The rise of political gangsterism within Umno

The rise of political gangsterism within Umno

Abdul Razak Hussein was well-known for roping in young Malay intellectuals into Umno. From the likes of Rais Yatim to Mahathir Mohamad. Today, we see Najib Abdul Razak courting the likes of Jamal Mohd Yunos and Mohd Ali Baharom (Ali Tinju) who are notorious for their intimidation tactics. From death threats to butt dances, they lead a new class of clowns. It’s a true shame to see how far we have digressed.

The fact that the leader of the thug red shirt movement, Jamal, is one of the division leaders of Umno while intellectuals like Shahril Hamdan does not even have a place in Umno’s division is indicative of the regressive path Umno is taking.

Just recently the Bersih convoy in Lumut was attacked by thugs led by Jamal. Not only did they chant “Bersih mati”, they also started pulling flags from convoy vehicles, kicking the cars and punching their vehicles’ side mirrors. They could have caused a traffic accident.

Imagine the flip side. Imagine if Malaysia had witnessed 40 DAP motorcyclists circling a car while intimidating them. Imagine the nationwide outcry it would have sparked. Yet with Umno, there is always an exception.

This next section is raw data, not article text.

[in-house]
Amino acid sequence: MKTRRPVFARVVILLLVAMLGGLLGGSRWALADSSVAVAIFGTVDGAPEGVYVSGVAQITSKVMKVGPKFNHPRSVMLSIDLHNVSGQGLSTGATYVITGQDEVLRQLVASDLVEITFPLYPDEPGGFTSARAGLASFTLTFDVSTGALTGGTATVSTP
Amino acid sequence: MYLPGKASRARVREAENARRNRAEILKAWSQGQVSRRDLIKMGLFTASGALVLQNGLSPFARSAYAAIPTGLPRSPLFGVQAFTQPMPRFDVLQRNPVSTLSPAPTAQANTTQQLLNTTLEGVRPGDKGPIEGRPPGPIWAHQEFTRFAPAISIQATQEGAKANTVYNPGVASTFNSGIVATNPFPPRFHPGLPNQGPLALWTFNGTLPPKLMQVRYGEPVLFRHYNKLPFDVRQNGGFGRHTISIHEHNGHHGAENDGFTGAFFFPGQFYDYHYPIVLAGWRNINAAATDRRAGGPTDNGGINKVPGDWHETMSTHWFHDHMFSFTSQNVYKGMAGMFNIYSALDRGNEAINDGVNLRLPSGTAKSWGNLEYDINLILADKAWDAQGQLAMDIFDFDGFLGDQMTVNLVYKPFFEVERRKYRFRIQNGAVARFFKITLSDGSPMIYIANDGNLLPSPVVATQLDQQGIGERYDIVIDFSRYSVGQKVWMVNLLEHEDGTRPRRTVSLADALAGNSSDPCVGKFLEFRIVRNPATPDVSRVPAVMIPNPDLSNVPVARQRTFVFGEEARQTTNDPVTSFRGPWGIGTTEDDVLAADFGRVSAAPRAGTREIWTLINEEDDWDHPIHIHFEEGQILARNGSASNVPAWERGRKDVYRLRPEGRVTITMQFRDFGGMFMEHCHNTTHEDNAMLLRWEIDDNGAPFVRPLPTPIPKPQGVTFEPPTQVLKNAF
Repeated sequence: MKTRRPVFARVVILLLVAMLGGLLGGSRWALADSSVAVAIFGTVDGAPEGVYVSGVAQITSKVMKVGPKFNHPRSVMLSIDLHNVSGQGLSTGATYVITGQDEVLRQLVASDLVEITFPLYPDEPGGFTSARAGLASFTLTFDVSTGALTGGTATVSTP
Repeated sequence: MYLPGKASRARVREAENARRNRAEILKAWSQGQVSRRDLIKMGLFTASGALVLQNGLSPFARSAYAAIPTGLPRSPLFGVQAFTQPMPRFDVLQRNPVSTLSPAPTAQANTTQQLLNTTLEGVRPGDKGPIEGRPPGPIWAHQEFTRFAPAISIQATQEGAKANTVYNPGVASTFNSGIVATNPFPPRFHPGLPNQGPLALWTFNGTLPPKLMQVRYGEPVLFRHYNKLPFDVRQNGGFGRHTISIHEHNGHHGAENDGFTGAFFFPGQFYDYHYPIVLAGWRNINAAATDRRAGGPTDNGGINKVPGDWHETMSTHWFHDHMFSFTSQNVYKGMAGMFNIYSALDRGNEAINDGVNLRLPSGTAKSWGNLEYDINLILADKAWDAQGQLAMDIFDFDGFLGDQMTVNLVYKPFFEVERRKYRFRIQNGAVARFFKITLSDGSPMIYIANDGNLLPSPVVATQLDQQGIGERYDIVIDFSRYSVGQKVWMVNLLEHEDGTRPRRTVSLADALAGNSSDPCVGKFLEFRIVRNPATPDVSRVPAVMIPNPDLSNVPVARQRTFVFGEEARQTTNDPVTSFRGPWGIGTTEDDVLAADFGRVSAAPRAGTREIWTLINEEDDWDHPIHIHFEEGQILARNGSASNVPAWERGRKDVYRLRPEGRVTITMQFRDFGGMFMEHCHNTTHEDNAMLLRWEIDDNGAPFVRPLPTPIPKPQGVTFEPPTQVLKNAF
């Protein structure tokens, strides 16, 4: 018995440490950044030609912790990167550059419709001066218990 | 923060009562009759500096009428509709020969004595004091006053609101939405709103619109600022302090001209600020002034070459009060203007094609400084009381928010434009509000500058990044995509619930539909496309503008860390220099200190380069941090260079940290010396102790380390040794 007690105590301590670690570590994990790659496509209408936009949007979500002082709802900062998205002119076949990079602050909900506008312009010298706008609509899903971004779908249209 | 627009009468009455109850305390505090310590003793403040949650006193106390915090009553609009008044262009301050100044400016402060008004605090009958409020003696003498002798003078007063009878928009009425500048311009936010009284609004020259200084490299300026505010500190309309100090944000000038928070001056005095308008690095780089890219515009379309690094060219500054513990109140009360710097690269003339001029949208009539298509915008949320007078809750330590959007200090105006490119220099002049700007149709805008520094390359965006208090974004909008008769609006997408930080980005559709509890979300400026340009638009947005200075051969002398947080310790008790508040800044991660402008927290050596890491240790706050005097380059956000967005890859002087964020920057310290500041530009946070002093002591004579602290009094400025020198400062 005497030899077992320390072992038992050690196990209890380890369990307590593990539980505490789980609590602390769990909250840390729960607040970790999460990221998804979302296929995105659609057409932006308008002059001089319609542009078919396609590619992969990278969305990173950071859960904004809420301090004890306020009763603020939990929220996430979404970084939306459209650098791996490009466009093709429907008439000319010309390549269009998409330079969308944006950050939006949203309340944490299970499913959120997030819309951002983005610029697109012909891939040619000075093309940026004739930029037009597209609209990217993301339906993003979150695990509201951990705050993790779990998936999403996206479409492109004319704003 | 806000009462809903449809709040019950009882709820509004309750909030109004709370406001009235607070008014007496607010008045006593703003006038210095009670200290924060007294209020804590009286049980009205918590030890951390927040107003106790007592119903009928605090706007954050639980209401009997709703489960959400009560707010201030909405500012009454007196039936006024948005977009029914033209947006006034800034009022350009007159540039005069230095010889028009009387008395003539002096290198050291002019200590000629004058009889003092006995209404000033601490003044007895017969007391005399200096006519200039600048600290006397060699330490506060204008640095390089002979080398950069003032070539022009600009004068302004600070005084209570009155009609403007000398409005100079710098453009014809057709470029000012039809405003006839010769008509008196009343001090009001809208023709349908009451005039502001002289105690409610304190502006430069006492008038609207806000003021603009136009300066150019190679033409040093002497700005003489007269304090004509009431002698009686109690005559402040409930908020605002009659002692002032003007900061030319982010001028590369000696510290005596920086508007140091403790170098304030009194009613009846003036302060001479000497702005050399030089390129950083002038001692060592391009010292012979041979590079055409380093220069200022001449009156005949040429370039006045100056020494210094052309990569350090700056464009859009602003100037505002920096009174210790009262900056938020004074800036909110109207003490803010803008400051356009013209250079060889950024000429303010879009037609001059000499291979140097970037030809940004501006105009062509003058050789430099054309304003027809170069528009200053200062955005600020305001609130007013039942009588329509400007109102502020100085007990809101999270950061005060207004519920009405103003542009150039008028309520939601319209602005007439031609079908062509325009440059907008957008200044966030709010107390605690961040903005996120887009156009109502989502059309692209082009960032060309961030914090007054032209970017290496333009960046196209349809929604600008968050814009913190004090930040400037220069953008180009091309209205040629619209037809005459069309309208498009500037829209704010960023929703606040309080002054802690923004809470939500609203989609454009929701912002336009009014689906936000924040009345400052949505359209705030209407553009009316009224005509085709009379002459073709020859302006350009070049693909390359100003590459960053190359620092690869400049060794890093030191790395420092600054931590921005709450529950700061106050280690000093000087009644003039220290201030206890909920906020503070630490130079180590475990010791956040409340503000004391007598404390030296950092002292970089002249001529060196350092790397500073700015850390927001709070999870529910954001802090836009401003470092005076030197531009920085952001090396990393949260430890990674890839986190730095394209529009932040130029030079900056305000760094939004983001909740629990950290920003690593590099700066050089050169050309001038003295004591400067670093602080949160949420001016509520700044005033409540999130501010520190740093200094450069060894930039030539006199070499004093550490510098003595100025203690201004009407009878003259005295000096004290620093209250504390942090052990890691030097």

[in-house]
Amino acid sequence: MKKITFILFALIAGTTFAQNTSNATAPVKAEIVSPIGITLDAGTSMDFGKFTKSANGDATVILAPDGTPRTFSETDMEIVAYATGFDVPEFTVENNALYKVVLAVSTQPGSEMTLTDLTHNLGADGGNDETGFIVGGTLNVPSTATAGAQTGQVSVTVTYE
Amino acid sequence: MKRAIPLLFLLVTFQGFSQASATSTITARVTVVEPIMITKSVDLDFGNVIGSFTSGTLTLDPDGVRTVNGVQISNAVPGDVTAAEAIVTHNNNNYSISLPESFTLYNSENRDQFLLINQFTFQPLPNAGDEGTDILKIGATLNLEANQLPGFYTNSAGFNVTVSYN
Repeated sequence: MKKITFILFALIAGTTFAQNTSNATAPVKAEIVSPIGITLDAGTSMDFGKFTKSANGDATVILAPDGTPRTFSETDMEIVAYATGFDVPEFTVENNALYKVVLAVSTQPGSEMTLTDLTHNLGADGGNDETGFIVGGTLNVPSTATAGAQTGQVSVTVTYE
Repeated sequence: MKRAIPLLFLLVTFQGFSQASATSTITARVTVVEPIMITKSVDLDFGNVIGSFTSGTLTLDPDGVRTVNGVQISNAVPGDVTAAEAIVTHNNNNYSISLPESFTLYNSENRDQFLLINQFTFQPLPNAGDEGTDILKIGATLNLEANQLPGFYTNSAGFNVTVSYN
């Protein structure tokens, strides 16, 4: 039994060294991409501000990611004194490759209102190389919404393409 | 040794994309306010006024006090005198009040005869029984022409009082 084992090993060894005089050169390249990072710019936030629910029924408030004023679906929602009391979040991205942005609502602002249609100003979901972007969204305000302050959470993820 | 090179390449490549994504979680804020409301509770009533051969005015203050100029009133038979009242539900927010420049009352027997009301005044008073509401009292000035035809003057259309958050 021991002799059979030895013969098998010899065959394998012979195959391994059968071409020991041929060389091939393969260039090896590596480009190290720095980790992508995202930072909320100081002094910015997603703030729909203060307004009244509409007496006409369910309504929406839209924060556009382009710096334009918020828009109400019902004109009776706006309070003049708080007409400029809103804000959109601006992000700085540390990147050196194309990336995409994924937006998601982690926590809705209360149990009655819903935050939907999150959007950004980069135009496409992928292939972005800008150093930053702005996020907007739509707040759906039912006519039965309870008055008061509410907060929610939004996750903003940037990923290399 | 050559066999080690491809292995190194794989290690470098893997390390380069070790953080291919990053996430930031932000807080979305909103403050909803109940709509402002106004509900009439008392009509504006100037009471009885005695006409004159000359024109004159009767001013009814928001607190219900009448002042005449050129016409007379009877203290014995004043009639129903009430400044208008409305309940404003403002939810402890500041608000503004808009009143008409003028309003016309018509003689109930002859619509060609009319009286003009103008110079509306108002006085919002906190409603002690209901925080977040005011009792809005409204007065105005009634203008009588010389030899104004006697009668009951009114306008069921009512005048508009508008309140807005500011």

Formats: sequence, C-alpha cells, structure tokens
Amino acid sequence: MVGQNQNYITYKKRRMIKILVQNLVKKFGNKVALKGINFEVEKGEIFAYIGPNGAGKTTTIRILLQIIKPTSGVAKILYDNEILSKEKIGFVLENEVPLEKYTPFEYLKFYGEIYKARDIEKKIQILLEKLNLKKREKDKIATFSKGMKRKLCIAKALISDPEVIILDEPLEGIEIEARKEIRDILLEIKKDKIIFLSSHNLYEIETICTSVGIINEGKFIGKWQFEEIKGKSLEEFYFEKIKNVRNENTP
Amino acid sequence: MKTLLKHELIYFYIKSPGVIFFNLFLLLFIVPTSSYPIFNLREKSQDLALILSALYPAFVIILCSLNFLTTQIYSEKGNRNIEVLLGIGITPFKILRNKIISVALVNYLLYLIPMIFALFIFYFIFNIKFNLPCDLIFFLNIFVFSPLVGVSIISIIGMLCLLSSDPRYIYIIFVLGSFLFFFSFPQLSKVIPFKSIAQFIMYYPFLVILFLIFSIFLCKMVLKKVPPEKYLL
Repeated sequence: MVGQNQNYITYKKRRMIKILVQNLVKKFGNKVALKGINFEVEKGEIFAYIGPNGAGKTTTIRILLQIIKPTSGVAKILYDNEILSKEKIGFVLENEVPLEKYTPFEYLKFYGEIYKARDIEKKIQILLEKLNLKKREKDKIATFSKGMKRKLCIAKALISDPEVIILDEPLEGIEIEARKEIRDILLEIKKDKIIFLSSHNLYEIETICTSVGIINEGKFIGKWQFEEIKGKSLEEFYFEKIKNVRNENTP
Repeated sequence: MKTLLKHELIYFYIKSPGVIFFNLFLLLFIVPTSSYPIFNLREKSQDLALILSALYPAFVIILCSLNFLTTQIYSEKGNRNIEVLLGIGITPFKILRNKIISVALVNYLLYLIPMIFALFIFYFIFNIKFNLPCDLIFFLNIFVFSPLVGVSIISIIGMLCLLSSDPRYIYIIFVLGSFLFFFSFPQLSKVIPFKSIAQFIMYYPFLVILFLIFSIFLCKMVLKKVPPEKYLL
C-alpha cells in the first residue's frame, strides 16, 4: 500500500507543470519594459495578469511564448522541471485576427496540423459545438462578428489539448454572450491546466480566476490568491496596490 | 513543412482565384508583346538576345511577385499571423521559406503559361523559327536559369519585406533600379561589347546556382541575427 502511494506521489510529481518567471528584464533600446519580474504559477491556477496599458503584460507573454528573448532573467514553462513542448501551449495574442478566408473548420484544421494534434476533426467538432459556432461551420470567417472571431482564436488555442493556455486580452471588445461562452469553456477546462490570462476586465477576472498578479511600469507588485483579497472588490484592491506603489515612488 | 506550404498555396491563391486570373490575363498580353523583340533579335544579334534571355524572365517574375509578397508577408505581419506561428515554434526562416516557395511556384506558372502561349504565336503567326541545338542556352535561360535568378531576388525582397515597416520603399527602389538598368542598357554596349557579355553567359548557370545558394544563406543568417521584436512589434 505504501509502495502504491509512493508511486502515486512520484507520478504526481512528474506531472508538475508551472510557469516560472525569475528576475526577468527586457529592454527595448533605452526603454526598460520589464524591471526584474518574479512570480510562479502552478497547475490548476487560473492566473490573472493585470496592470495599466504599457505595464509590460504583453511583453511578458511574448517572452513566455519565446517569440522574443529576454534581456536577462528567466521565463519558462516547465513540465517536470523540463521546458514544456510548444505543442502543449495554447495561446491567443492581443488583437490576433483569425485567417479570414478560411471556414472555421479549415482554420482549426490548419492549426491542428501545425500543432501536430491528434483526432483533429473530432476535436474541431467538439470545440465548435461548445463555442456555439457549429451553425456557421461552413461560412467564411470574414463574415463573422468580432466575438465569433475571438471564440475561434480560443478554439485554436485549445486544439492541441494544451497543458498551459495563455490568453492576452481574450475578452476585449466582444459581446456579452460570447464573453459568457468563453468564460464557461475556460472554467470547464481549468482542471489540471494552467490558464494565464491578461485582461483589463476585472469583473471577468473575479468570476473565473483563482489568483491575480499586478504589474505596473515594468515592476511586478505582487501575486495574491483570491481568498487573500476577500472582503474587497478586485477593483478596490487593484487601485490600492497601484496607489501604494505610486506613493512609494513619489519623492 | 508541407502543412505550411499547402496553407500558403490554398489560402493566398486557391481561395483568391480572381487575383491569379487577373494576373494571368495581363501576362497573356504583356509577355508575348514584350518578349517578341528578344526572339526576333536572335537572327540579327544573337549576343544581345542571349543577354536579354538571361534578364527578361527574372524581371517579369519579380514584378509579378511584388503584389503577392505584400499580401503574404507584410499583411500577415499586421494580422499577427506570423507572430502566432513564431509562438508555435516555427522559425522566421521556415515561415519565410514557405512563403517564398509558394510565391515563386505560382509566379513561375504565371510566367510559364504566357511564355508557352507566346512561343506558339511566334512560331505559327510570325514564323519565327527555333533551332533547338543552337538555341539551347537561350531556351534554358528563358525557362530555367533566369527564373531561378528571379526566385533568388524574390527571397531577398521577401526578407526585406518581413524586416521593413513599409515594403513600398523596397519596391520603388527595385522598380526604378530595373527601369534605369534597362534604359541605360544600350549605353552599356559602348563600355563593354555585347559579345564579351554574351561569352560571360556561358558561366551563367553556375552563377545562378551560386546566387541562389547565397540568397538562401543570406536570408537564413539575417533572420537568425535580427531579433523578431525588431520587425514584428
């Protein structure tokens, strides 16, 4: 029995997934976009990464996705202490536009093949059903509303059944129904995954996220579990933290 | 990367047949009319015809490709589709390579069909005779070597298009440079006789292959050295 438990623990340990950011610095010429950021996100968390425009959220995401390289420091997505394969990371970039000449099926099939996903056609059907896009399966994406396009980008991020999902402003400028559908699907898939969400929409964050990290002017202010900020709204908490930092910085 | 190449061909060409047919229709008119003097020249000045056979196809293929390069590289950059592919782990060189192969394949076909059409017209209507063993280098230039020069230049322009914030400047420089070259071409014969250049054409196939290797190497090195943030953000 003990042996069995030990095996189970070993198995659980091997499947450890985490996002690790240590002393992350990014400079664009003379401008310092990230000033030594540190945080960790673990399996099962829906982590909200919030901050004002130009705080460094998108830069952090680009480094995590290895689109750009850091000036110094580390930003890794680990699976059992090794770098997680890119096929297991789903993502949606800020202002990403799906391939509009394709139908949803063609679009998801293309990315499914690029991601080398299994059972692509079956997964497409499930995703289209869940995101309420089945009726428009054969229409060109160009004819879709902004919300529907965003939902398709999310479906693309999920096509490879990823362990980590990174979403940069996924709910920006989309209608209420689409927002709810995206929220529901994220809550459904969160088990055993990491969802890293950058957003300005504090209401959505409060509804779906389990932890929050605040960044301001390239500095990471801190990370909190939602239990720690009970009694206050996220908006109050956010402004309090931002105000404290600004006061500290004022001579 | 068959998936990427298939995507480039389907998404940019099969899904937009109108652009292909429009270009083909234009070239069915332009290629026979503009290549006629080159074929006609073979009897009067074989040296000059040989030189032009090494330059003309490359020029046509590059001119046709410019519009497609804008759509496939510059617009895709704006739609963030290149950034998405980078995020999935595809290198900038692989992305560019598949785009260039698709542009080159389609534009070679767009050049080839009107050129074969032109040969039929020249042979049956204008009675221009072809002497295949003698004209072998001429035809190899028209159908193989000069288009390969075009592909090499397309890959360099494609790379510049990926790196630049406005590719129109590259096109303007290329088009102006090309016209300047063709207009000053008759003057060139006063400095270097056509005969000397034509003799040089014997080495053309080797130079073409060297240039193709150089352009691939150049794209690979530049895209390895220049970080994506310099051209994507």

Annuar Musa, Umno’s information chief, was smart in attempting to distance the party from the red shirt supporters in his press conference, however that effort was futile when Umno’s Youth exco member, Armand Azha Abu Hanifah, was caught attempting to ram a police blockade in Johor to get to the Bersih activists.

We also saw other Umno Youth exco members with the red shirts during the protest in front of DAP’s office where ‘death money’ was burnt and some were caught chanting “Cina mati”.

This is no longer an isolated incident within Umno. Leaders openly back the political gangsters, while those who don’t only cower in silence. If this trend continues, people like Jamal will reign supreme in Umno as he magnetises media attention and is portrayed as the ‘hero’ within Umno.

If Umno fails to take action against these people, it normalises the culture of gangsterism within the party. There will be more Jamals in the future as it’s rewarding. The intellectuals will forever cocoon themselves in silence. A parallel can be drawn to the acceptance of money politics in Umno. It seeped in during the 1980s, but became a permanent feature by the millennium when leaders openly campaigned with explicit promises of cash returns.

Jamal proudly said that he’ll give RM1,000 each to his 600 division delegates. He was initially going to fly them to Dubai for free for a trip. If money politics can gain massive traction in Umno in less than a decade, imagine what political gangsterism can do in the next five years.

The rise of political gangsterism within Umno
5 Oct 2016 – malaysiakini


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